“I believe the District’s proposal strikes the balance between being financially responsible and keeping the promises we’ve made to our hard-working employees,” Gonez said in an email. “As we look to the future, we will continue to seek solutions that are fair to our employees and maintain the level of care they deserve, while living within our fiscal realities. Though negotiations are ongoing and proposals evolve during the bargaining process, there is a great deal of common ground between the District and our labor partners.”

Melvoin called the district’s $13.6 billion unfunded liability for healthcare benefits a “crisis” on the campaign trail last spring, proposing that newly hired teachers receive more pay for less generous benefits. But this week he also praised the proposal.

“As a former LA Unified teacher, I’ve always been committed to ensuring that our hard-working employees receive the healthcare benefits that they deserve and that help us recruit the best teachers in the country,” Melvoin said in a statement. “At the same time, we saw at our board retreat on labor issues, that by 2031, 50% of District funds would be going to pension and healthcare costs instead of to classrooms and salaries. Not addressing this is unfair to our students and employees. The District’s current proposal — which maintains benefits through prior generous investment — is a big step in the right direction and was one of the recommendations of the Independent Financial Review Panel. Thoughtful solutions will be necessary if we’re to ensure the long-term success of our students, teachers, and all employees.”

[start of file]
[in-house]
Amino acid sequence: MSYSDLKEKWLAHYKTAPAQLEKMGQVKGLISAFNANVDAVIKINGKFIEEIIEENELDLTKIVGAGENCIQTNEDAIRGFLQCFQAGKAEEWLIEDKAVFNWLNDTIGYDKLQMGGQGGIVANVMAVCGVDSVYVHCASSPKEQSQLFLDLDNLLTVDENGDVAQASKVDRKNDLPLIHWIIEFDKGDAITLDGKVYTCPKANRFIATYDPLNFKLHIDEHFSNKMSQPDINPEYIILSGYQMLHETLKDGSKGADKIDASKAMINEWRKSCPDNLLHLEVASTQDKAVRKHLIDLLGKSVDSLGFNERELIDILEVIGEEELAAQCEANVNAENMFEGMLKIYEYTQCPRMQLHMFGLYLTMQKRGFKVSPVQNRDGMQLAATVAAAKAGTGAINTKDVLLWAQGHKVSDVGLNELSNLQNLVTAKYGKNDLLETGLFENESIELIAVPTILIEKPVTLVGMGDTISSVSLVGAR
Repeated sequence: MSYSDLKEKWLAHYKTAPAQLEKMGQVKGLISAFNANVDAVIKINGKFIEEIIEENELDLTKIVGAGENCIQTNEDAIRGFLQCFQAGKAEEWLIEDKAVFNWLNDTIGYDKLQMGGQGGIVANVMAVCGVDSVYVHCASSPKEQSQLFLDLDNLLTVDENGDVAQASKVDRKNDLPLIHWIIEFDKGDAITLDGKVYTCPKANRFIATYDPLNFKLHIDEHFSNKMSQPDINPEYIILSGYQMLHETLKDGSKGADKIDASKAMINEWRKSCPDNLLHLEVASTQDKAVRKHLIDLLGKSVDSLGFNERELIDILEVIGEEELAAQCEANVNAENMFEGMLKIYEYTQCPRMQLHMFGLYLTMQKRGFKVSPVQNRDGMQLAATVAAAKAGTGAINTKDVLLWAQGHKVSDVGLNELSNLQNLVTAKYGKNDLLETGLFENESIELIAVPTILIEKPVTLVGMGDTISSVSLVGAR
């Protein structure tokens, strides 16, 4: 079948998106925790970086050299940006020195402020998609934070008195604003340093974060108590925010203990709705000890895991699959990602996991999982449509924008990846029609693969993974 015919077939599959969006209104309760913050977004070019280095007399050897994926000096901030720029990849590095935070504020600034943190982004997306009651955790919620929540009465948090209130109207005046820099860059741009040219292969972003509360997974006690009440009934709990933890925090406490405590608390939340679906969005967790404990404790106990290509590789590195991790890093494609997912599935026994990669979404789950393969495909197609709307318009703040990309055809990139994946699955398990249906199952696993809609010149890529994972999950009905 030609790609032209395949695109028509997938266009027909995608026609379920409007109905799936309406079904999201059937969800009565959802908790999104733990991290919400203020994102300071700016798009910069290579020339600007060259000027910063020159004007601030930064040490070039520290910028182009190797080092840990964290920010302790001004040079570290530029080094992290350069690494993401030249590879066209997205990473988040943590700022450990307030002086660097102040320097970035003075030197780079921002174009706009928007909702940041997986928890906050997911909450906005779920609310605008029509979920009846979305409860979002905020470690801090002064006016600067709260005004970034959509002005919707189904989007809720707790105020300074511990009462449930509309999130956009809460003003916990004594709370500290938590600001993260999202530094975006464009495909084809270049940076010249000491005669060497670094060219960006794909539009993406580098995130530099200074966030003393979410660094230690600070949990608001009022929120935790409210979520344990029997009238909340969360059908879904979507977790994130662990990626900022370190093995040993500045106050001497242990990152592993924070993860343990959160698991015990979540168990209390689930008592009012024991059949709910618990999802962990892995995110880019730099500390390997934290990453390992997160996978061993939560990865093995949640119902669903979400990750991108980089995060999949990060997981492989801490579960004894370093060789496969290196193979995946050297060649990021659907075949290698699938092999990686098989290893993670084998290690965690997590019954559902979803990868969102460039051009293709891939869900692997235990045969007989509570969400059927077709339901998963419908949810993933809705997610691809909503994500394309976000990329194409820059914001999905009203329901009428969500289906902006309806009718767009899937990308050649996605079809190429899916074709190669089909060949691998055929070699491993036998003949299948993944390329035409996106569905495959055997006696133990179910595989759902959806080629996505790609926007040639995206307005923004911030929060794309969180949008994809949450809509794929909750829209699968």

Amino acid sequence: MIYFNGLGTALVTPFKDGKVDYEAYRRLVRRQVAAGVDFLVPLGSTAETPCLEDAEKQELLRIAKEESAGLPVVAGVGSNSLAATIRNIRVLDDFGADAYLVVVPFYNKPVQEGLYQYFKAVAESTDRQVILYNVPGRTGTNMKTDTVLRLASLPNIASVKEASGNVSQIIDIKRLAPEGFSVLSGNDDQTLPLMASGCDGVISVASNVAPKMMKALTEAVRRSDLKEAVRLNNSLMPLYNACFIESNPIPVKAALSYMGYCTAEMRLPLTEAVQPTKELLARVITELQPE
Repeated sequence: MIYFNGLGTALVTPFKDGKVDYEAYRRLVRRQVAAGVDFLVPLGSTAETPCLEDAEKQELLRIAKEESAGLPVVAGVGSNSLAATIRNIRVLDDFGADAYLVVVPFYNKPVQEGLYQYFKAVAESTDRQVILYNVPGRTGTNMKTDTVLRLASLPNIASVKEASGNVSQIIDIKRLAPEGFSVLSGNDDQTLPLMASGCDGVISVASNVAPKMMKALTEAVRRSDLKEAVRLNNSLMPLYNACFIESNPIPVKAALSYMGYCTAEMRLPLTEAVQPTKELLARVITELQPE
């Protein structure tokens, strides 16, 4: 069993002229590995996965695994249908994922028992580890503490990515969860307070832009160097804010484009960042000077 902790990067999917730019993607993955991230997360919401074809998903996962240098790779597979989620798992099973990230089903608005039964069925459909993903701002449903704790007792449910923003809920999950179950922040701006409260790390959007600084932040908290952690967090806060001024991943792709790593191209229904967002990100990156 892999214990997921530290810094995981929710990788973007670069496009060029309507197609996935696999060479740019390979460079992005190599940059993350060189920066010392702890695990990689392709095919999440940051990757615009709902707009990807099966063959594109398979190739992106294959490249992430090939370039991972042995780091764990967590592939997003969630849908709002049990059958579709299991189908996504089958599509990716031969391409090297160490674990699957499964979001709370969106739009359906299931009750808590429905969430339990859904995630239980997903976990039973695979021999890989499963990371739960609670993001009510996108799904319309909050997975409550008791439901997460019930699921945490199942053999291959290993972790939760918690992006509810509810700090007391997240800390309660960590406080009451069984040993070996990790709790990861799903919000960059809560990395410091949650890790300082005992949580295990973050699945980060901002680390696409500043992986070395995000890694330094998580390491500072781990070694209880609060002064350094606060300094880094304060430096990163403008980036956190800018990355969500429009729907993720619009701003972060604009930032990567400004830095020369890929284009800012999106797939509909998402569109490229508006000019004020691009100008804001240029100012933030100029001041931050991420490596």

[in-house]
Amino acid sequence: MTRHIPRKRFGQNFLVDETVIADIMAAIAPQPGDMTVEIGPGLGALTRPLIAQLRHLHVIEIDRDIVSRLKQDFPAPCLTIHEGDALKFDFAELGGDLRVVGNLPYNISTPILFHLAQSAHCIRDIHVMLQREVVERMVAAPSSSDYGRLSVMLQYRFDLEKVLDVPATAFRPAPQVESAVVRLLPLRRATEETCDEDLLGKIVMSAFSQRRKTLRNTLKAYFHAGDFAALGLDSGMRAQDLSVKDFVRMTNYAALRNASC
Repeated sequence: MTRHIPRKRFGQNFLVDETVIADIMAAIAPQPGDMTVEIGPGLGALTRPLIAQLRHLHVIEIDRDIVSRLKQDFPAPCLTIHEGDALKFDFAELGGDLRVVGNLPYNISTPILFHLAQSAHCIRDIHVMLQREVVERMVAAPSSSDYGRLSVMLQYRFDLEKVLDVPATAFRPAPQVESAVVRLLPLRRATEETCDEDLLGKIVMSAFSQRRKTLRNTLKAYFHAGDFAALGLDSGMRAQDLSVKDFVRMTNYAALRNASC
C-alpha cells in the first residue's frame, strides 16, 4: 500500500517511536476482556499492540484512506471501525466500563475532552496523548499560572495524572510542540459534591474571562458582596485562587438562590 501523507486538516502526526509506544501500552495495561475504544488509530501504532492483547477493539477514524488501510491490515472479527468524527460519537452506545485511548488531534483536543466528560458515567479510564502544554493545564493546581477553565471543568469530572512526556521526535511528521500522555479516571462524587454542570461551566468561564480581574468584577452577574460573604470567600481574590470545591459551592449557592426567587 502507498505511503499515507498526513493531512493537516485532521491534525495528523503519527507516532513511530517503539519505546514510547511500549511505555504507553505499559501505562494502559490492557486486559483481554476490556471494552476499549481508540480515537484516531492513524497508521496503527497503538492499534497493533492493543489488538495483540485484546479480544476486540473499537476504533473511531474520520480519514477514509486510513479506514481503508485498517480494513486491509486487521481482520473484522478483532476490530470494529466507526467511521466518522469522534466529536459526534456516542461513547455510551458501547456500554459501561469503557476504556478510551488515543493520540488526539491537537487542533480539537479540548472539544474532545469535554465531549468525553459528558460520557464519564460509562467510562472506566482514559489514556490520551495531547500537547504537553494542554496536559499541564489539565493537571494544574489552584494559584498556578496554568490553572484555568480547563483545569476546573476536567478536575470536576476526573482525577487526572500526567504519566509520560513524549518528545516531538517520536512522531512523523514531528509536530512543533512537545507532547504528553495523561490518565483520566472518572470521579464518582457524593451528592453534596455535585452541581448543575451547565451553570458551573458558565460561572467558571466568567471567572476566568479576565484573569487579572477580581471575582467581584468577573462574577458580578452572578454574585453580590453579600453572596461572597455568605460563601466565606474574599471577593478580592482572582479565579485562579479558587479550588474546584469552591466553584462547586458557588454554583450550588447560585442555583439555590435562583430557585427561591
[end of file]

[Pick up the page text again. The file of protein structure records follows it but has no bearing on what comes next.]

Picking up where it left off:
The Independent Financial Review Panel, which was formed by former Superintendent Ramon Cortines, recommended two years ago that the district renegotiate its healthcare benefits agreement and freeze all healthcare spending for five years.

School board President Mónica García and school board member Richard Vladovic did not respond to requests for comment.

Katie Braude, who co-founded the parent advocacy organization Speak Up that worked to help elect Melvoin, said parents appreciate the district is taking a small step and freezing the contribution level.

“While we completely support the needs of our teachers to have excellent healthcare coverage, the current benefits package contributes to LAUSD’s enormous unfunded liability, and freezing the contribution level does not fix the problem,” she said in an email. “Our concern is that, as more public education dollars head outside the classroom, our kids will face huge class size increases, and fewer arts, technology, and other curriculum options that are critical for their futures. Parents expect Nick and the entire board to make the hard choices that put the interests of kids first.

“This is why parents need to have a seat at the table — no one else can represent the best interests of our kids.”


UPDATED: This story has been corrected. The unions have not agreed to the district’s proposal.